Ali Slagle’s “I Dream of Dinner” eased my weekday cooking anxiety
When it comes to cooking weeknight dinners, I find there are evenings where cooking is a breeze, and then there are the others – when I stare at the fridge in despair that an idea materializes in my work-thirsty brain before resigning myself to instant ramen. There is no middle ground. Lucky for me (and for you!), food stylist, recipe maker, and longtime BA contributor Ali Slagle wrote the handbook for getting through those “deer in the fridge light” moments: her already beloved first cookbook, I dream of having dinner (so you don’t have to)out April 12.
“When I go for walks or go out on the train, I play Dinner Tetris in my head,” Slagle writes in the intro. “The results of these daydreams (and actual dreams) become meals for me and recipes for you.” An ode to the art of “low effort, high reward” cooking, I dream of dinner is an easily navigable guide to getting a delicious dish on the table in less than 45 minutes and using less than eight ingredients.
The best part is that each recipe in the book (around 150 of them) is designed with flexibility in mind so home cooks can work with what’s already in our pantries. My personal favorite is the Never Repeating Slagle Salad, a choose your own adventure style dish that’s more formula than recipe. The ingredient list simply calls out the leaves, vegetables, protein, fat, dressing, and the all-important “wake-up” (a hot, crunchy, and/or salty item, like fried shallots, that sets your salad apart).
“It’s not a regimented book, but if you want to follow the recipe exactly, you can,” Slagle tells me on Zoom. She wanted the book to be “quick winks and tips to get you thinking about what’s okay to trade.” The goal is that you don’t go to the grocery store to [any] a thing” if you already have something in your pantry that would do the trick. The beauty and brilliance of I dream of dinner lies in its direct but easy approach to the many techniques presented in its pages. The book is divided into eight ingredient-focused chapters – like eggs, chicken, pasta, and sea creatures – which are then broken down by the key technique that turns the ingredient into a delicious dinner. In the Vegetables chapter, for example, recipes are divided into three main techniques: “Cook faster (or not at all),” which encompasses dishes like chunks of broccoli with cheddar and dates; “Roast”, where the fabulous Roasted Roots with Green Salsa live; and “Let them slouch,” which showcases incredible mashed cauliflower.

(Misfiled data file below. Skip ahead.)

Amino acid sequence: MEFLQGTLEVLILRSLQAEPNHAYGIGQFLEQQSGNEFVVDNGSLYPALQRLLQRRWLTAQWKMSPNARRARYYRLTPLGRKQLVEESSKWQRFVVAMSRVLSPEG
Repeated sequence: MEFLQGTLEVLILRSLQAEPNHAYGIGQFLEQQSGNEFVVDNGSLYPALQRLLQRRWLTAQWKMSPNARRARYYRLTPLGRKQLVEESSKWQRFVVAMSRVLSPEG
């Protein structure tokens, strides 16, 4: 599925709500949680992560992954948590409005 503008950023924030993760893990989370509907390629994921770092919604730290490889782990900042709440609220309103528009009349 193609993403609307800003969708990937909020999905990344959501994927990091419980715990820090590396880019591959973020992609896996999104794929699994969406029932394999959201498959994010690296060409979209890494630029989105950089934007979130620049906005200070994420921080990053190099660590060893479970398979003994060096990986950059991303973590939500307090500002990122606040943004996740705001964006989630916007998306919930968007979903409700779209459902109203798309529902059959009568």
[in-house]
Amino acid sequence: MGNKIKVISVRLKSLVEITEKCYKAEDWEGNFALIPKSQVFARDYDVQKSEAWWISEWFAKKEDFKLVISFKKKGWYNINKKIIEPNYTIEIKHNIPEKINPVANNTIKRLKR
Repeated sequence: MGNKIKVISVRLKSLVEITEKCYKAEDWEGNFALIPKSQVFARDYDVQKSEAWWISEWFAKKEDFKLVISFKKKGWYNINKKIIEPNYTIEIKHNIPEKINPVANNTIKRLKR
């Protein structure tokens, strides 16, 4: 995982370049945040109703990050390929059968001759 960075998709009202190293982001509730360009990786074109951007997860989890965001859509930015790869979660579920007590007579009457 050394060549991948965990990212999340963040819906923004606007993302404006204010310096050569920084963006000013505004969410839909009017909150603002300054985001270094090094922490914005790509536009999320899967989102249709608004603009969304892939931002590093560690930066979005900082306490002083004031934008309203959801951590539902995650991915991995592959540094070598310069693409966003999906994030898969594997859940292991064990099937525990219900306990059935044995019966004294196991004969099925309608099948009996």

Imbued with the same conversational tone that defines Slagle’s accessible recipes for BA, Food52, NYT Kitchenand more, I dream of dinner makes no assumptions about the reader’s expertise in the kitchen. It is not a coincidence; Slagle (who edited cookbooks for Ten Speed Press) made sure to do her research. “Before I started writing the book, I held a focus group,” she says. “I was really curious [about] how people decided what to eat for dinner. I usually start with what I have in my fridge that is going to spoil soonest and the main ingredient, then I build from there.
Slagle’s prose is just as accessible as its recipes. Reading I dream of dinner it’s like having your close friend – who also happens to be a great cook – on the phone with you, talking to you through every step of the recipe while thrilling you along the way. This air of familiarity makes sense considering that Slagle’s primary inspiration for the book was the “soulful, scrappy, confident” cooking she inherited from her mother and nonna. (Her mom’s shortened box-and-jar chicken chili is the recipe she most often makes for herself.) But Mama Slagle provided more than just inspiration. “I developed this whole book during [lockdown] and for three months I lived with her,” says Slagle, “so she gave many of feedback. She wants to be my mom, like Kris Jenner.